tv Good Morning America ABC June 7, 2022 7:00am-9:00am PDT
jobina: love you, amy. reggie: baby, you're a firework. [laughter] tefor our viewers in the west, teacher who survived the texas school massacre tells us what happened in his classroom as we start this tuesday. fourth grade teacher arnulfo reyes shot twice, now tells his story about that horrific day for the first time. what he witnessed. the students calling 911. hearing police just outside the door. >> did you feel abandoned in that moment by police, by the people who are supposed to protect you? >> his words for law enforcement. >> i get more angry because you had a bulletproof vest. i had nothing. >> this morning the latest on the investigation. could officers face charges as congress races to reach a deal
on gun reform? where things stand right now. as the new white house press secretary karine jean-pierre joins us live for an exclusive interview. gas prices skyrocketing. and it's not just prices going up. how to spot shrinkflation. which products are getting smaller and what you can do to make sure you have the best deal. punishing putin. taking aim at the russian leader's inner circle. the u.s. putting pressure on billionaires with kremlin connections. how russia is responding this morning. great white warning. with shark sightings on the rise, how one town is now protecting swimmers as millions start flocking to the beach. ♪ highway to the danger zone ♪ trouble on top. is tom cruise's blockbuster in the danger zone? the new lawsuit aimed at the highly popular sequel. could maverick be grounded? and we certainly do say good morning, america.
it's good to be back with george and michael here at the desk. >> what a trip you've been on. >> oh, my goodness, it was something else. it is a special day because starting this morning, all day long, abc news is going to be taking a closer look at gun violence here in america. >> up first, a schoolteacher who was inside robb elementary school in uvalde, texas, is telling his story for the first time about the day that 19 children and 2 teachers lost their lives. >> he spoke to amy about what happened when the gunman entered his classroom and now, as law enforcement's response faces scrutiny, he's demanding answers and action. good morning, amy. >> michael, good morning to you. arnulfo reyes says he and his fourth grade class were enjoying end of school year celebrations when the unthinkable happened. that gunman entered his classroom and we want to warn everyone watching that what mr. reyes says, describing what those children went through as they called for help, is extremely difficult to hear.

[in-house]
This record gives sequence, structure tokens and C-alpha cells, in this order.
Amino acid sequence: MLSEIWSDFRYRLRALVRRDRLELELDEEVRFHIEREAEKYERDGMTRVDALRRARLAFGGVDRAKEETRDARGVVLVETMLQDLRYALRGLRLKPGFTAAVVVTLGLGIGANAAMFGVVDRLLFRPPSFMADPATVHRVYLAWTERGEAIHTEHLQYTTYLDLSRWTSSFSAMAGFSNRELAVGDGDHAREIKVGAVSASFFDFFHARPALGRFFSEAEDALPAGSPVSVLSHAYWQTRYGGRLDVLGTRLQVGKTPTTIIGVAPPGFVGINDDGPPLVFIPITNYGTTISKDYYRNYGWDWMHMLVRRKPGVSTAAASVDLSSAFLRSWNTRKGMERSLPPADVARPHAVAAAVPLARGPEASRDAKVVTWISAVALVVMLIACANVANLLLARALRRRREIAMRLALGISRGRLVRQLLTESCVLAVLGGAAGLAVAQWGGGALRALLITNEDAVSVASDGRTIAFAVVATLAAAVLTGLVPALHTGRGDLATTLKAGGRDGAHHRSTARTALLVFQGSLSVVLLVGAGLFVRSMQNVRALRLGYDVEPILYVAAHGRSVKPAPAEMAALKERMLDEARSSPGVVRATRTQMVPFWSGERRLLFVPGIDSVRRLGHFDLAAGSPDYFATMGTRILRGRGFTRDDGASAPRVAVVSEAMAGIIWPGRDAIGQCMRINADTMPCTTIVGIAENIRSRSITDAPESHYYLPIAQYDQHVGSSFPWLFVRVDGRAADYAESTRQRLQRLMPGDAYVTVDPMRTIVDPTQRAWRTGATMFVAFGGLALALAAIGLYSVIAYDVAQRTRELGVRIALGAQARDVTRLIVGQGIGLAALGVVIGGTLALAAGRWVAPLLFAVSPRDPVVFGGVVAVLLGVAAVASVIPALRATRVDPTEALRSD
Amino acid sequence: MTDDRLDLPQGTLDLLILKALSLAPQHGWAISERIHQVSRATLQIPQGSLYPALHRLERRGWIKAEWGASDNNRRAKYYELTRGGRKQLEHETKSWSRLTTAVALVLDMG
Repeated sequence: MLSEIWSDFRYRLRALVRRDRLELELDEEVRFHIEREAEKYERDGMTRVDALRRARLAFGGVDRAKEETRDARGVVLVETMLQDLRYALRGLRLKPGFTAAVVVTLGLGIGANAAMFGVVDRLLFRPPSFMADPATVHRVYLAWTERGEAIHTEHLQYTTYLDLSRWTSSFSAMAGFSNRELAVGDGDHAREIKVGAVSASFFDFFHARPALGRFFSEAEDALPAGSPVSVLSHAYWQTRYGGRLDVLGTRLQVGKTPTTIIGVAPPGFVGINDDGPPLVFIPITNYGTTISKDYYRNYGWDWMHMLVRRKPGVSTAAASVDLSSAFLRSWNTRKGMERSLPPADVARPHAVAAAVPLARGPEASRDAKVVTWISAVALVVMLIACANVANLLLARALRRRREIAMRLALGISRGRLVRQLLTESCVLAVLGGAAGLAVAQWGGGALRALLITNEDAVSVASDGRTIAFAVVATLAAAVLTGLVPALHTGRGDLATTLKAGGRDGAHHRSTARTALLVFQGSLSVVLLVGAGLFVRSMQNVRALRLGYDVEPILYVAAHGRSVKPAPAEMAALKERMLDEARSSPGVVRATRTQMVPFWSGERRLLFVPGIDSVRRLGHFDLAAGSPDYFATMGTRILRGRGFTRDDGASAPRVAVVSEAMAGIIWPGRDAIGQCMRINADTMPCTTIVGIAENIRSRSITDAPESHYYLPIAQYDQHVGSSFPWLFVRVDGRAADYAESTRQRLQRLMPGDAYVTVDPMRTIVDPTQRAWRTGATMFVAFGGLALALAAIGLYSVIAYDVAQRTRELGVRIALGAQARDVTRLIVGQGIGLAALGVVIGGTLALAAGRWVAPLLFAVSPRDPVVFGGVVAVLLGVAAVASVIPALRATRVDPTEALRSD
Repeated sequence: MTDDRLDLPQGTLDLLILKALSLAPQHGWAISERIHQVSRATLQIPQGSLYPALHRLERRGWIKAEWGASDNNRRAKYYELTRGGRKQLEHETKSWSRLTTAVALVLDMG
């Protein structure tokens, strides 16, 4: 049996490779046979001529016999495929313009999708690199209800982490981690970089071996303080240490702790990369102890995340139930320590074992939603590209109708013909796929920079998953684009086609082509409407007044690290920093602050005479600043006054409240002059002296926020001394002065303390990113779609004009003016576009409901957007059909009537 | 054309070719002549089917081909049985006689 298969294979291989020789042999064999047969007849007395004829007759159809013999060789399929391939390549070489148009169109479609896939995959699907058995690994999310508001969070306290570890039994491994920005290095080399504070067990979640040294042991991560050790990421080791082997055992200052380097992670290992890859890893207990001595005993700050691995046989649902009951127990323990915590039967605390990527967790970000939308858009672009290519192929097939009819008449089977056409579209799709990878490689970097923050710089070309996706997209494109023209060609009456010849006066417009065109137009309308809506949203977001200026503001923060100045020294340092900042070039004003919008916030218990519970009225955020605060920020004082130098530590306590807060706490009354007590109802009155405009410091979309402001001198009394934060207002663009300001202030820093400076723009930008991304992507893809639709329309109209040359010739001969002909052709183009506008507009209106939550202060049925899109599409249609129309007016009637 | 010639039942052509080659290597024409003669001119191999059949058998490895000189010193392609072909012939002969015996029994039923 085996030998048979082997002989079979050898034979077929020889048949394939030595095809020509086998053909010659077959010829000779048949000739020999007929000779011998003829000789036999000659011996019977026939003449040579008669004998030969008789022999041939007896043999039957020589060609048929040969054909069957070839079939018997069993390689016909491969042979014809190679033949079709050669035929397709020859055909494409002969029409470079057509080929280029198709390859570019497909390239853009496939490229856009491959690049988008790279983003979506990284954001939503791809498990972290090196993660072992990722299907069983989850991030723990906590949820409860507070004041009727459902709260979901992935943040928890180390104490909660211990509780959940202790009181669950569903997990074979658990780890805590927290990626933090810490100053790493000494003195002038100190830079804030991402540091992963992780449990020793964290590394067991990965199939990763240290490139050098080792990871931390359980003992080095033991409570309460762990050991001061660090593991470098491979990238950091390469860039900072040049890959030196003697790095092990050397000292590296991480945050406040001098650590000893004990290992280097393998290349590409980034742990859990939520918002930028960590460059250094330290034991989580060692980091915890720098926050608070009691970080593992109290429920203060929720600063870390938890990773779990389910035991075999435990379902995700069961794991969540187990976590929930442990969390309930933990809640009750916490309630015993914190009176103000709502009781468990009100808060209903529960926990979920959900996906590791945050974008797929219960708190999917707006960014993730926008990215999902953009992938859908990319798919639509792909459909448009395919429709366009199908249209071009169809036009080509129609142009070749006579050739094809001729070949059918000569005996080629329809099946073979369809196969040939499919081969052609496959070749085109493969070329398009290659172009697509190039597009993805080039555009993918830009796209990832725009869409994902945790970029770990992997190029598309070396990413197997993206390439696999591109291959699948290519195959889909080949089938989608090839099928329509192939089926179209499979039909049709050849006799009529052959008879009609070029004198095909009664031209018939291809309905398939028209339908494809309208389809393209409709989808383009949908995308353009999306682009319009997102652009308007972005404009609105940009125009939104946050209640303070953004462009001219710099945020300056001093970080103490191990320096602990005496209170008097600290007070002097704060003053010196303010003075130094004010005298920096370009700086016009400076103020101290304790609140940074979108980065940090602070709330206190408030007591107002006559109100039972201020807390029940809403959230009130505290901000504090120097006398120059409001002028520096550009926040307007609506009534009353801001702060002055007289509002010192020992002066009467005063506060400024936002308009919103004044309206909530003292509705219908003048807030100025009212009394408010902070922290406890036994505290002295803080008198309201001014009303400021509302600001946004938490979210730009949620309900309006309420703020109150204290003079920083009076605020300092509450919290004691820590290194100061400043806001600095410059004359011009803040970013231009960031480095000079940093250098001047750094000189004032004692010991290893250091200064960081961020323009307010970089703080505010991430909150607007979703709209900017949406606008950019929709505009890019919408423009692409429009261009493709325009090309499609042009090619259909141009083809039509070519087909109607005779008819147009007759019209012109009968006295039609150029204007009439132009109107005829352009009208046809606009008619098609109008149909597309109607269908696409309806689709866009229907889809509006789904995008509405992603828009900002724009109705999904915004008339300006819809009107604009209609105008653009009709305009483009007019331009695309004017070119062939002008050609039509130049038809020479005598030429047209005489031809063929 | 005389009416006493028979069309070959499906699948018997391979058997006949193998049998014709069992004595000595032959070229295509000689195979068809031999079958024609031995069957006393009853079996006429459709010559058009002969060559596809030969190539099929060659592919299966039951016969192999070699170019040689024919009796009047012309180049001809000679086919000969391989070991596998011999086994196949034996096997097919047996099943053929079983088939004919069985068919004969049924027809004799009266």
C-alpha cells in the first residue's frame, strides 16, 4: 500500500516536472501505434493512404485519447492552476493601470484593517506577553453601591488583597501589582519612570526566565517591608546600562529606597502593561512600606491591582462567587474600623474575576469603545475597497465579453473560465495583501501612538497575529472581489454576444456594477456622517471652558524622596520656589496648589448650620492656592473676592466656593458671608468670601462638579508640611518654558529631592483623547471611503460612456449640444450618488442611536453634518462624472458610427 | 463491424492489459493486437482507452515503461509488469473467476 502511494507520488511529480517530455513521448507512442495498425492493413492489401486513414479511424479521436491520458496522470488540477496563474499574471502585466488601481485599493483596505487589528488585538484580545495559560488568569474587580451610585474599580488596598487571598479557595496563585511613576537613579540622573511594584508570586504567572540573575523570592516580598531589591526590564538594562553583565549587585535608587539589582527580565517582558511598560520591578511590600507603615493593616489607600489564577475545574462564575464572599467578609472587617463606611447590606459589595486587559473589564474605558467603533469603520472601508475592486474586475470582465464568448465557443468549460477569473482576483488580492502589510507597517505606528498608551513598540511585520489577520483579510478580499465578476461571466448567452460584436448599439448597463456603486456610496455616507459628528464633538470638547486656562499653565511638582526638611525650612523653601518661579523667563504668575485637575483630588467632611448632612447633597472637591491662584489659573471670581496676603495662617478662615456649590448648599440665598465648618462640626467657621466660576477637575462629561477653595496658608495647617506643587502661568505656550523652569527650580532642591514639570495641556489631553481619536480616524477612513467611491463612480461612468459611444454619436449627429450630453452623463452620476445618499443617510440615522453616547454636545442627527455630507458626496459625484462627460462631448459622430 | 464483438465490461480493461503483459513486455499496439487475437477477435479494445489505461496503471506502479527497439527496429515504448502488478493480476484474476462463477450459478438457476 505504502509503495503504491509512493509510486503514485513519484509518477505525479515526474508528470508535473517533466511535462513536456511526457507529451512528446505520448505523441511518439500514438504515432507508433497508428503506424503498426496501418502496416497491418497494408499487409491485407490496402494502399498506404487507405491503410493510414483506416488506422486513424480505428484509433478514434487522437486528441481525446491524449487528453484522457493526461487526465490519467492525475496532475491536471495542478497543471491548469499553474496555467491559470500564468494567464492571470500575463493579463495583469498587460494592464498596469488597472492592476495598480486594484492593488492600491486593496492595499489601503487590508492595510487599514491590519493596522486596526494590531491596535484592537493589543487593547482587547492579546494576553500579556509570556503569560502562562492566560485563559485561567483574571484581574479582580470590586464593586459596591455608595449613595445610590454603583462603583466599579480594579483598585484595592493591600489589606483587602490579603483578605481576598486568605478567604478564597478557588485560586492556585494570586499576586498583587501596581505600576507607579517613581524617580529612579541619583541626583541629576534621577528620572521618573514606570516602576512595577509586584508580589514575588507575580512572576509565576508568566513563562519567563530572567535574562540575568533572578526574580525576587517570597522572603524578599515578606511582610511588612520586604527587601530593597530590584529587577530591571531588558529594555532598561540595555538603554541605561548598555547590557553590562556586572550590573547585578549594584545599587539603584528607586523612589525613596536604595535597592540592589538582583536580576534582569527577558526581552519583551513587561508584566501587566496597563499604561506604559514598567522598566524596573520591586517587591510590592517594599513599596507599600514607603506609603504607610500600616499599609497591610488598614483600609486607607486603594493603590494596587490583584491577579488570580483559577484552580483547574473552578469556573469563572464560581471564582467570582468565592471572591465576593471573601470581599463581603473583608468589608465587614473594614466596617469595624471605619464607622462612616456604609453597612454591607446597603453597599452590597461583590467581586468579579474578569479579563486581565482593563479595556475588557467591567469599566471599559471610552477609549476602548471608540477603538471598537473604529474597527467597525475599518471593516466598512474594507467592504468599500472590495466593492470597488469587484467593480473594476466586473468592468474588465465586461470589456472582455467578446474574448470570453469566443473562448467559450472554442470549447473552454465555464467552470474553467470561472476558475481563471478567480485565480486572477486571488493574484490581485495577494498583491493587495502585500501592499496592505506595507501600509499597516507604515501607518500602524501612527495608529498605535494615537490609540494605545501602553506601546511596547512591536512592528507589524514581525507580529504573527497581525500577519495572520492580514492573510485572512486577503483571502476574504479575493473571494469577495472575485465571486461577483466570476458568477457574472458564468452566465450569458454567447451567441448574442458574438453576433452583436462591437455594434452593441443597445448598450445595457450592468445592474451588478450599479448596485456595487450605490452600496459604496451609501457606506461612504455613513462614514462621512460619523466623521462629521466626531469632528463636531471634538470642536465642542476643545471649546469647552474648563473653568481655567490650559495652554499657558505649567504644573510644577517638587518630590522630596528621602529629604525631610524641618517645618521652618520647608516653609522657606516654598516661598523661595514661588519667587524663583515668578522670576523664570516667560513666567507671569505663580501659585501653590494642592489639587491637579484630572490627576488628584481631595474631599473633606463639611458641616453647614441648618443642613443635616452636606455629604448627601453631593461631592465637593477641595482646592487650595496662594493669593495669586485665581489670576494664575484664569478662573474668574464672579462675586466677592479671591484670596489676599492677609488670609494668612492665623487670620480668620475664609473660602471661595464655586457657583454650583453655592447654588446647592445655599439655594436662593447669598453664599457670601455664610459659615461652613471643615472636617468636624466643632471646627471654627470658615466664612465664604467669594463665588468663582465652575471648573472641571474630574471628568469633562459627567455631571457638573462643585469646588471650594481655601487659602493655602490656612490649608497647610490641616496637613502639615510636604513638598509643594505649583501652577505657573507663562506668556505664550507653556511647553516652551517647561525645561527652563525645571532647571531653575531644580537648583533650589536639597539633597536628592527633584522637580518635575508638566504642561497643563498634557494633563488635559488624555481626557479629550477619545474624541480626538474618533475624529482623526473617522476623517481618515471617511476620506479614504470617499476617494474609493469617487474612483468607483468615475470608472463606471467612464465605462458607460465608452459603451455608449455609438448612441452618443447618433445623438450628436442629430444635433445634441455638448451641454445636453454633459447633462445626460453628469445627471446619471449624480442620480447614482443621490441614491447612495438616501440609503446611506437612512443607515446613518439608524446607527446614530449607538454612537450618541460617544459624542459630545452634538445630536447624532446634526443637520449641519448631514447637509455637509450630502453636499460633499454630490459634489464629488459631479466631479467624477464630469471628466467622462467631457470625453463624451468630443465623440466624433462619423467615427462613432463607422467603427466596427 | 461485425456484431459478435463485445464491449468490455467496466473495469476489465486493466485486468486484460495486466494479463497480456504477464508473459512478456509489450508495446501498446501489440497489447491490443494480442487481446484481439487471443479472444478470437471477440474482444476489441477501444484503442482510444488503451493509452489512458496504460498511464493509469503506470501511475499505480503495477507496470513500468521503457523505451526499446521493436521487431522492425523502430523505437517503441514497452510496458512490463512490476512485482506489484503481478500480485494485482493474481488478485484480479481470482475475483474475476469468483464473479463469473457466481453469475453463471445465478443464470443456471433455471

>> i said, if i die, don't let it be in vain. >> reporter: this morning, arnulfo reyes, the fourth grade teacher in room 111 at robb elementary telling his story for the first time as he recovers in the hospital from two gunshot wounds hit during the horrific massacre that took 19 students and 2 teachers' lives. >> it was our typical morning and, you know, we ate breakfast together. it was going to be a good day because it was going to be our day of awards and some kids in my class hadn't gotten an award, you know, all year. we're going to get an award that day. >> reporter: reyes says the chldren were enjoying the end of the year celebration and while some students went home after the ceremony, 11 from his class stayed behind. they were watching a movie when all of a sudden gunfire rang out. >> the kids started asking out loud, mr. reyes, what is going on? and i said, i don't know what's
going on. but let's go ahead and get under the table, get under the table and act like you're asleep. as they were doing that and i was gathering them under the table and told them to act like they were going to sleep is about the time when i turned around and saw him standing there. >> reporter: the gunman entered classroom 112 at 11:33 a.m. and then making his way into 111 through a connecting door opening fire. reyes shot twice, a bullet hitting him in the arm and lung, and a separate one striking his back. the 17-year teaching veteran hitting the ground. >> i told myself, i told my kids to act like they're asleep so i'm going to act like i'm asleep also. and i prayed and prayed that i would not hear none of my students -- >> you thought you were going to die. >> yes, ma'am. >> reporter: then, while the gunman was still in the classroom reyes hearing police nearby, according to law
enforcement, seven officers were in the building by 11:35 a.m. they took gunfire and retreated. reyes says a child in the connecting classroom, 112, called out for help. >> one of the students from the next-door classroom was saying, officer, we're in here, we're in here. and then -- but they had already left and then he got up from behind my desk and he walked over there and he shot again. >> reporter: the gunman going back into room 112 and firing more shots. at 11:58 a.m. children from other classrooms seen evacuating the school. at 12:03 p.m. a child from room 112 calling 911 telling dispatch where she was. by this point, 19 officers were inside the building but no one went in. at 12:10, 12:13 and 12:16, more 911 calls.